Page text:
First, no work should begin without visiting the Stanford Encyclopedia of Philosophy (also discussed here).  It is one of the gems of academic philosophy.  So far as I know, it has not been replicated by any other discipline.  Here one finds extensive articles written by leading scholars.  So, for example, if you find your research interests landing on the problem of freedom of the will, you cannot do better than start by reading Tim O'Connor's splendid SEP entry on the topic.  Pay special attention to the bibliography attached to every entry, as these bibliographies list many of the major sources you may need to consult as you pursue the topic.

Finding sources is, secondly, the job of the Philosopher's Index.  Because the Index is only available through a paid subscription (generously provided by our Librarian Chris Shupala) on our Library website, we cannot provide a direct link to the Index.  Rather, go to the Library website, select "Databases" from the "Find" drop-down menu, select the "Sociology, Psych," QuickSet at the bottom of the page, and finally select "Philosopher's Index".  Do not mistake the Philosopher's Index for the "Religion and Philosophy" database!  Note also that the entire text of many of the articles indexed in the Philosopher's Index are available by selecting the "Search for Full Text" link provided with every article.

And, as always, bear in mind that your faculty are here to consult, advise, encourage, brainstorm, and otherwise do whatever we can to help you engage in that unique activity known as philosophy.

Friday Funny: So You Want to Major in Philosophy?

Courtesy Leiter Reports, Minnesota's Roy Cook offers a humorous look at telling someone you are majoring in philosophy.

Spring 2011 Course Schedule

Below is our course schedule for the Spring, 2011 semester.  Please note that you may encounter a "time conflict" error if you try to enroll in two PHIL 4390 courses. 

So for example, you will see the error--and thus may be blocked from enrolling--if you try to enroll in both PHIL 4390: Philosophy and History of Science and Technology and PHIL 4390: The Meaning of Life. 

Try specifying the section numbers (PHIL 4390.001 and PHIL 4390.003 in this example).  If you still aren't allowed to enroll, we'll have to permit you into both courses.  Contact one of the philosophy faculty by email, phone, or office visit to resolve the problem.

Don Berkich:

  • PHIL 3340.103: Professional Ethics Recitation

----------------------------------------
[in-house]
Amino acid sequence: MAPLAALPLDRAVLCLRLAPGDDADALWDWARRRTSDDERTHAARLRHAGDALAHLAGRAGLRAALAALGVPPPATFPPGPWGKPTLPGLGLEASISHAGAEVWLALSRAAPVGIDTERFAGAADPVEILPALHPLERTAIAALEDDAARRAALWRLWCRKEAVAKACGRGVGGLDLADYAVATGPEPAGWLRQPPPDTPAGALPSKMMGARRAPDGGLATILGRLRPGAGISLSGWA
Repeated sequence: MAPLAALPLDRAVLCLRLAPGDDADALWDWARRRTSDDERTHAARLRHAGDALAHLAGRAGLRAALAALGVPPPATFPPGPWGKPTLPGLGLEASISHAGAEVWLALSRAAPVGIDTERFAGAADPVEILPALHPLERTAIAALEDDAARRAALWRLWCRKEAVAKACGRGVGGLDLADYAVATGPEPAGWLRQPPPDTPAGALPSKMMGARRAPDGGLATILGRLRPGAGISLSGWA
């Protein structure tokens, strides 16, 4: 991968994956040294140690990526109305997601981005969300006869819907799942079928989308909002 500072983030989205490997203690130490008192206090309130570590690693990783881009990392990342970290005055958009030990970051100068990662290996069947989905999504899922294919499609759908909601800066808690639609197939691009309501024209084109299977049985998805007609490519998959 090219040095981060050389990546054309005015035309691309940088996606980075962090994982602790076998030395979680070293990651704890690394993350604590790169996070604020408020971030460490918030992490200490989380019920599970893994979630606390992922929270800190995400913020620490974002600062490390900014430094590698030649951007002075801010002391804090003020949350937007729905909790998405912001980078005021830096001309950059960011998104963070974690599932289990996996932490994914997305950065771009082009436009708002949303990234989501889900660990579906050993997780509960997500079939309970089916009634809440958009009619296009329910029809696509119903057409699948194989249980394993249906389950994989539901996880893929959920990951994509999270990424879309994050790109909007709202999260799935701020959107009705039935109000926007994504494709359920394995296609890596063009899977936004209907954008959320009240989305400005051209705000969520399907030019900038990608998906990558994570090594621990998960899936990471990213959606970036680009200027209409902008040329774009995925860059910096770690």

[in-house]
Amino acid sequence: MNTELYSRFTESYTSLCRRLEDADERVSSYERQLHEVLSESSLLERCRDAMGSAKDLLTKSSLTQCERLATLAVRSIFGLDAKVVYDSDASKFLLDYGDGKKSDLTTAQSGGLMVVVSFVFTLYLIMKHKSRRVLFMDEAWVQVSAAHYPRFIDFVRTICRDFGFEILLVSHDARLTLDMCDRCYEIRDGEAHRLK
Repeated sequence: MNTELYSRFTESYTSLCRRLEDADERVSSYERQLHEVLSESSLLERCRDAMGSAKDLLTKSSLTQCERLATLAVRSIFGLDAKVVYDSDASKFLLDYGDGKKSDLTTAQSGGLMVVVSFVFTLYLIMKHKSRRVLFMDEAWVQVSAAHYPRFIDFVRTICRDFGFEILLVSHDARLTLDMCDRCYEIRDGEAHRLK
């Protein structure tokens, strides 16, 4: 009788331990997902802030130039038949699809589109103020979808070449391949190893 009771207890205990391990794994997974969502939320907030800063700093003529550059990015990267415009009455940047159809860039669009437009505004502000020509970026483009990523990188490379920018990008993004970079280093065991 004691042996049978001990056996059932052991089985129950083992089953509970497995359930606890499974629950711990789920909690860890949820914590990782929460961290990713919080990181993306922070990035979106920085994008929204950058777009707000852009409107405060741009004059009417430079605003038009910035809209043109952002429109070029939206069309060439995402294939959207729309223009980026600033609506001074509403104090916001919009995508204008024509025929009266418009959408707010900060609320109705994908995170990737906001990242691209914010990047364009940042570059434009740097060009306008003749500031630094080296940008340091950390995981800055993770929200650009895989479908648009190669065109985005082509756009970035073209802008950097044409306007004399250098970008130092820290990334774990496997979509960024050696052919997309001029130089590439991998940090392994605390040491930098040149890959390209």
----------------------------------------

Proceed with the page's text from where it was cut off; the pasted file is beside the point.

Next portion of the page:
• PHIL 4390.001: Philosophy and History of Science and Technology (cross-listed with BIOL 4590.001, BIMS 4590.001, HONR 4390.002)
  • PHIL 4390.002: Minds and Machines (cross-listed with PSYC 4390.002)

Andrew Piker:

  • PHIL 2303.001: Introduction to Logic
  • PHIL 3322.001: Modern Philosophy

Stefan Sencerz:

  • PHIL 3340.001: Professional Ethics Lecture
  • PHIL 3340.002: Professional Ethics Lecture
  • PHIL 3340.003: Professional Ethics Lecture
  • PHIL 3340.005: Professional Ethics Recitation
  • PHIL 3340.126: Professional Ethics Recitation

Glenn Tiller:

  • PHIL 1301.001: Introduction to Philosophy
  • PHIL 1301.002: Introduction to Philosophy
  • PHIL 4390.003: The Meaning of Life

Movie Night Extravaganza!!!

11/16/2010 7:00 pm
America/Chicago

 The Philosophy Club presents the last movie of the fall semester. 
 
INSIDE DEEP THROAT
(Directed by Fenton Bailey and Randy Barbato; 2005)
 
Inside Deep Throat is a 2005 American documentary about the 1972 pornographic film Deep Throat and its effects on American society.It features scenes from the movie, news of the time and interviews, both from archive and purpose-made, with director Gerard Damiano, actor Harry Reems, actress Linda Lovelace, Gore Vidal, Larry Flynt, Hugh Hefner, John Waters, Erica Jong, a prosecutor, Reems' defense, Mafia money collectors, and other people involved or just commenting on the film. 
 

  • There will be a Question & Answer session immediately following the movie.
  • All students, faculty, staff and friends are invited.
  • YOU MUST BE 18 OR OLDER TO ATTEND THIS EVENT.

 
Date: Tuesday, November 16, 2010
Time: Starts @ 7:00pm
Place: IH 160 (the new nursing building)
FMI: email through "Philosophy Club" at OrgSync.com

IF service event this weekend! All are welcome!

11/13/2010 10:00 am
11/13/2010 4:00 pm
America/Chicago

Hey guys,

Here is information on the "Teaching Adults to Read" program. I'll be
there, and I hope to see you, too! (Especially those of you who said you
could make it! )

Elizabeth

IF YOU ARE INTERESTED, PLEASE EMAIL ME ASAP AND I CAN FORWARD YOU THE REGISTRATION FORM!!! (OR CALL SUSANA)

EHINKLE@ISLANDER.TAMUCC.EDU